How long will you take, counsel?

Fahri Azzat meditates upon one of the most misunderstood questions posed during a hearing with oral submissions.

Time, is one, if not the, most important possessions of our lives. And as a litigating lawyer, we waste an awful lot of it in our practise waiting. We’re always waiting for something to happen, even if it is just an adjournment. So you will find most litigators are creative with our time between hearings. We read, meet new friends, chat, know most of the stalls in the canteen, smoke or not smoke, and if the matter is really terribly pressing, we will give the file a once over reverting to the latter activities.

This creativity does not end when our case is finally called up for hearing. In fact, this is when we have to be even more creative because of the inevitable question that we are asked:

How long will you take, counsel?

Like an exam essay question, it appears deceivingly simple at first. But when you attempt to actually answer the question, you will be confronted by its complexity; especially if you want to answer the question honestly. Do not be like those arseholes who say ‘5 minutes’ and then unapologetically spend the next 3 hours submitting just their case.

To comprehend the complexity, let’s take a simple case. I’m thinking of an Order 14 hearing with maybe about three or four substantial affidavits (like 4 200-250 page volumers), with maybe 2 serious issues to be argued out, with maybe a shade in the Plaintiff’s favour on the application. These are some of the obvious factors:

One. Has the judicial officer/Judge read the file? If they have then they would have been apprised of the facts and would not need to rely so hard on counsels’ summary of the facts. Things would go much, much faster. I would hope that the issues or lack of would have become vaguely apparent by them. Sadly it is not a common practice amongst Registrars or Judges to be familiar with the facts or the issues of law involved. So I would tend to factor in appraising them of the material facts of the case before moving into my submissions.

Two. Just how firm a grasp does the judicial officer/Judge have of the areas of law or authorities cited before them? A Judge who has a firm grasp of the applicable law does not need to be apprised of the law. A citation of a case would suffice because he would know it. An excellent example of such a Judge is Dato’ Gopal Sri Ram JCA. Time is not wasted explaining the law. Sadly it is not common for Registrars or Judges to have a firm grasp of either. So I would usually factor in time for explaining the facts of the authorities, the proposition of law that it decided and why it applies to the present case.

Three. How intelligent and experienced is the judicial officer or Judge? Just as not all lawyers are equal, neither are Judges. There are some irredeemably stupid ones on the Bench, but some terribly bright ones too. Stupider and ignorant judges slow down a hearing considerably because they are not able to grasp even the simplest concepts. A clever and experienced one speeds things up to the point it becomes a pleasure. The current Kuala Lumpur High Court of the Appellate and Special Powers Division has excellent examples of both ends of the spectrum. Half an hour of seeing the Judges in their respective courts at work will give you a terrifying clear example of who should be there and who shouldn’t.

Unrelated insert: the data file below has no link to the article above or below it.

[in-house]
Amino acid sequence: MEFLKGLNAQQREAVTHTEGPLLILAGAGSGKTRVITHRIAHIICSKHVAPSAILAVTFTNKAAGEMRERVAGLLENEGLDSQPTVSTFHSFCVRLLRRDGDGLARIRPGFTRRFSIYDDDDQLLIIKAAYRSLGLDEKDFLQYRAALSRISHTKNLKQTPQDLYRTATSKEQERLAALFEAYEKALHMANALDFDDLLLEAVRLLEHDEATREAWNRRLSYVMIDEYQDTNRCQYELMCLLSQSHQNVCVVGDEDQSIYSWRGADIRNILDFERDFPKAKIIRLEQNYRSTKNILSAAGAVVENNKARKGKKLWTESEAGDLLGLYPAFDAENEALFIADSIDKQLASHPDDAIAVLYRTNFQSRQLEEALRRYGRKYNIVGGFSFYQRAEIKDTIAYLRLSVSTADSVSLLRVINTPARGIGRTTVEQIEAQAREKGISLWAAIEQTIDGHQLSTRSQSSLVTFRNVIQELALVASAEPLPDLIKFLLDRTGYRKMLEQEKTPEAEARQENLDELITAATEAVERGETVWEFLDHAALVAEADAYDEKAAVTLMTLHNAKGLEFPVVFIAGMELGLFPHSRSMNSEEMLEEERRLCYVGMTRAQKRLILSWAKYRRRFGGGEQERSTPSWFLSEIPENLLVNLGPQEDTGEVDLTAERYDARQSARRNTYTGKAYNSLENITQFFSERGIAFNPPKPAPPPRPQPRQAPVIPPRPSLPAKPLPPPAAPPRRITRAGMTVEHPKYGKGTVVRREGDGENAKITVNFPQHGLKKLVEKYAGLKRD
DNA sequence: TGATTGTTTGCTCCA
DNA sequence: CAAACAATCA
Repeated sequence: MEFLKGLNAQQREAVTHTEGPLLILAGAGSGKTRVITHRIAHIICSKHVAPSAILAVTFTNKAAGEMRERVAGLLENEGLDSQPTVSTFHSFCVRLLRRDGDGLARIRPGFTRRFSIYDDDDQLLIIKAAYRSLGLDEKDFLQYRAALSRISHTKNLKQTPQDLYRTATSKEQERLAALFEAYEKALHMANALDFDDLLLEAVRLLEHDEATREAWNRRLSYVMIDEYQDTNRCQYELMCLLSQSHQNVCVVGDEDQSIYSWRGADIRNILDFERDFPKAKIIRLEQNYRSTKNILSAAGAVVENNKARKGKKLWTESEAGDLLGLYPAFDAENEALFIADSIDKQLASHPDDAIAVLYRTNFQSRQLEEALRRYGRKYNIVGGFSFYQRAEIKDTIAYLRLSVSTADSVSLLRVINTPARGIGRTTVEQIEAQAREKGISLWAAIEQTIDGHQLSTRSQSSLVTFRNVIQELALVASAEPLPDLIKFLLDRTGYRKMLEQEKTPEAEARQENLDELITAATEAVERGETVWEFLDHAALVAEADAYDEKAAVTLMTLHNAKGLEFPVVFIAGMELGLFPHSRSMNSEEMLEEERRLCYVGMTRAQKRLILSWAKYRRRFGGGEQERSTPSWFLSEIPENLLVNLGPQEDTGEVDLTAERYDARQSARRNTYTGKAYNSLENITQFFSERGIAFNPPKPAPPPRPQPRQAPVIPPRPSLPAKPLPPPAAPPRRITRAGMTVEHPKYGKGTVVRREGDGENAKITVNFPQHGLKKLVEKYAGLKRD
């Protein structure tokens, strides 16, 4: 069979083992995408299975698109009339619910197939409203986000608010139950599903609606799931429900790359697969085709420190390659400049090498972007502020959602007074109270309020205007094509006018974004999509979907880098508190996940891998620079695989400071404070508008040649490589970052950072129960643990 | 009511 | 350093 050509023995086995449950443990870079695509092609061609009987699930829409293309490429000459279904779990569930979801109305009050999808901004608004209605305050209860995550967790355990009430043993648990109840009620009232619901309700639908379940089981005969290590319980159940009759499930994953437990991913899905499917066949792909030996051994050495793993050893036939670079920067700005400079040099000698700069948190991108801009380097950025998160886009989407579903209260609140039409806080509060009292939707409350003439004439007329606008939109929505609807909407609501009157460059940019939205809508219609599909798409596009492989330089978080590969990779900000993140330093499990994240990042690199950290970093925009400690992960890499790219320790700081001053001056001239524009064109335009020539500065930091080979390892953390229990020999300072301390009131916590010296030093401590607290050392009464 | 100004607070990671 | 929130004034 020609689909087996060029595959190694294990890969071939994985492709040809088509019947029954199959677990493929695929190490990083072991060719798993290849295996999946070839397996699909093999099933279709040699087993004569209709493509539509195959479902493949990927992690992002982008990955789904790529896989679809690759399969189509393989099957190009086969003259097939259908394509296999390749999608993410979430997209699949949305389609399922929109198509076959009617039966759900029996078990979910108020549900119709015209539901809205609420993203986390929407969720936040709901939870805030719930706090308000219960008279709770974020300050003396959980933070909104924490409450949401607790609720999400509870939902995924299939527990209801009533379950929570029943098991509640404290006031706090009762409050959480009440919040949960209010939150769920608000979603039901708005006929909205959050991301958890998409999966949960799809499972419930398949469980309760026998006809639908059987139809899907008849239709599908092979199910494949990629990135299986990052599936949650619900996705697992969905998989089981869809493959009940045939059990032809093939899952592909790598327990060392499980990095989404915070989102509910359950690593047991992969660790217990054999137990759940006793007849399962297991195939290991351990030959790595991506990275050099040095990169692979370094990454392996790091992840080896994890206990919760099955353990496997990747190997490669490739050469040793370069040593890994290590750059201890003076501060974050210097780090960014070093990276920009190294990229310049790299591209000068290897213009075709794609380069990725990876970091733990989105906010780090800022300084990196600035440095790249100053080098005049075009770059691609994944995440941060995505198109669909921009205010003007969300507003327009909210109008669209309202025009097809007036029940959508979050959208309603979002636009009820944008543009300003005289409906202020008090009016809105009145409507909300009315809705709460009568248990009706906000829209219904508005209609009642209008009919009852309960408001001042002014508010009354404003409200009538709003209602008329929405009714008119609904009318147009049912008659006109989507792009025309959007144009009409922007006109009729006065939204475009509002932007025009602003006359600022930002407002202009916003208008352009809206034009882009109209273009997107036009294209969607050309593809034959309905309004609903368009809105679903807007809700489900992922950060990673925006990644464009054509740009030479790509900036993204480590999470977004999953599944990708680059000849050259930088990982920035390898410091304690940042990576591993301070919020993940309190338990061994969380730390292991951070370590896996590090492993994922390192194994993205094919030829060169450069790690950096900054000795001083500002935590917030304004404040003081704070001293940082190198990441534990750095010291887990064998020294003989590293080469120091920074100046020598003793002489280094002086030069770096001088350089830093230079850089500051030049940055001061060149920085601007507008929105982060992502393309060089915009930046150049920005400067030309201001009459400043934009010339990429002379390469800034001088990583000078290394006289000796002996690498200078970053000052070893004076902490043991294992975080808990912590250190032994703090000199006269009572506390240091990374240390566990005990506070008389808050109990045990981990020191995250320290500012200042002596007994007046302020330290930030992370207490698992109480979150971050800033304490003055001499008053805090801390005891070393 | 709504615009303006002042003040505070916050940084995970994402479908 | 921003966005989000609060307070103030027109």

Four. Will this judicial officer or Judge ask questions and probe further into our submissions? If the Judge asks questions and directs the course of submissions, then any estimation of time is useless because the course of submissions are out of our hands. Of course, things would move swiftly before a Judge that asks nothing. I am tempted to assert that any time estimates by counsel should be disregarded if a Judge takes substantial control of the course of submissions.

Five. Is it strategically advantageous to answer your opponent’s case during the course of your initial submissions, or just allow them to raise it during their submission and take them out on reply? This is a judgment call and depends very much on who is listening to the case. Some judicial officers or Judges react better to the former sometimes and you can persuade them to your side before the other side has submitted. This may weaken the potency of the other side’s submissions when it eventually is submitted.

Six. How many cases does the judicial officer or Judge have before or after yours? Are they heavy applications or hearings? If there were a few heavy applications or hearings before my hearing, the Judge would be mentally tired and in some cases irritable. In these cases, I would try to shorten and lighten my submissions so it is more easier digested/accepted. And this can only be factored in once my case has been called up.

Seven. Sometimes, it depends on the submission by the Respondent counsel. They may raise a host of issues in their submission that I may have to spend considerable time clearing misunderstandings of the facts, of the law and whatever else the Respondent counsel has improperly submitted on and then putting forward my reply submissions.

All the above factors, and maybe even more, have to be reduced to one all absolute encompassing exact number that would reflect these multitude of factors it is supposed to account for. This is understandably impossible and bound to meet with failure and mutual recriminations from both the Bench and the Bar. What often happens is that Judges and judicial officers are left with the mistaken impression that lawyers lie about the length they require to submit (okay, I admit some do lie) and lawyers feel the Judges to be unfair and insensitive to their predicament.